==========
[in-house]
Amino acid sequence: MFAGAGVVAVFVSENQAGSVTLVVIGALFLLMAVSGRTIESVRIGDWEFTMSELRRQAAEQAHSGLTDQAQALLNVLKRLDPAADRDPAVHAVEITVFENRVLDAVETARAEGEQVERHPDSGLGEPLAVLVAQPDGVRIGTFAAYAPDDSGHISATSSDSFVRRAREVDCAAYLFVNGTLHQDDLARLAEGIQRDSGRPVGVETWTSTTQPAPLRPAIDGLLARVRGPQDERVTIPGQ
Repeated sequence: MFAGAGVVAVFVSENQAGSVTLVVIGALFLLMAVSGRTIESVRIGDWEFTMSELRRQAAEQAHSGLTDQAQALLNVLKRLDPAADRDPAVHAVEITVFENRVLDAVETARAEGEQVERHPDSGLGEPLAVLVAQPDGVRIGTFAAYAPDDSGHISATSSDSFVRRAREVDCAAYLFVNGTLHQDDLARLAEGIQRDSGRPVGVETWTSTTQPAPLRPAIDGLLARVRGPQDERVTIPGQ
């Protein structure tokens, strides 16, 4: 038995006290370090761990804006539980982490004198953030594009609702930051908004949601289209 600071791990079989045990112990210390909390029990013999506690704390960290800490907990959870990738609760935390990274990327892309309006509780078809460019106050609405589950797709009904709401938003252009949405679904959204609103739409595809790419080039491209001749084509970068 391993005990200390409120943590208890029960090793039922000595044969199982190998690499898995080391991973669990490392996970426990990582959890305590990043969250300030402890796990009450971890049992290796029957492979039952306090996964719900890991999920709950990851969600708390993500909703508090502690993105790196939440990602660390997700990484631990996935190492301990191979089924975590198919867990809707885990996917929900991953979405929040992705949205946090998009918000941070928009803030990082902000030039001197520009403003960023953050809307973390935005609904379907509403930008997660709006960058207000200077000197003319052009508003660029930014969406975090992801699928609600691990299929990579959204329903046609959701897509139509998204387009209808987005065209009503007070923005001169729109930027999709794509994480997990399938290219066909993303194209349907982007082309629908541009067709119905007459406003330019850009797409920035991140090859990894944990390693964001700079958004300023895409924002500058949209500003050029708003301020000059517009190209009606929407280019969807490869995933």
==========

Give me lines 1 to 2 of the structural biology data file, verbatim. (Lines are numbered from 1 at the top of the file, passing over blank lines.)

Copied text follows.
[in-house]
Amino acid sequence: MFAGAGVVAVFVSENQAGSVTLVVIGALFLLMAVSGRTIESVRIGDWEFTMSELRRQAAEQAHSGLTDQAQALLNVLKRLDPAADRDPAVHAVEITVFENRVLDAVETARAEGEQVERHPDSGLGEPLAVLVAQPDGVRIGTFAAYAPDDSGHISATSSDSFVRRAREVDCAAYLFVNGTLHQDDLARLAEGIQRDSGRPVGVETWTSTTQPAPLRPAIDGLLARVRGPQDERVTIPGQ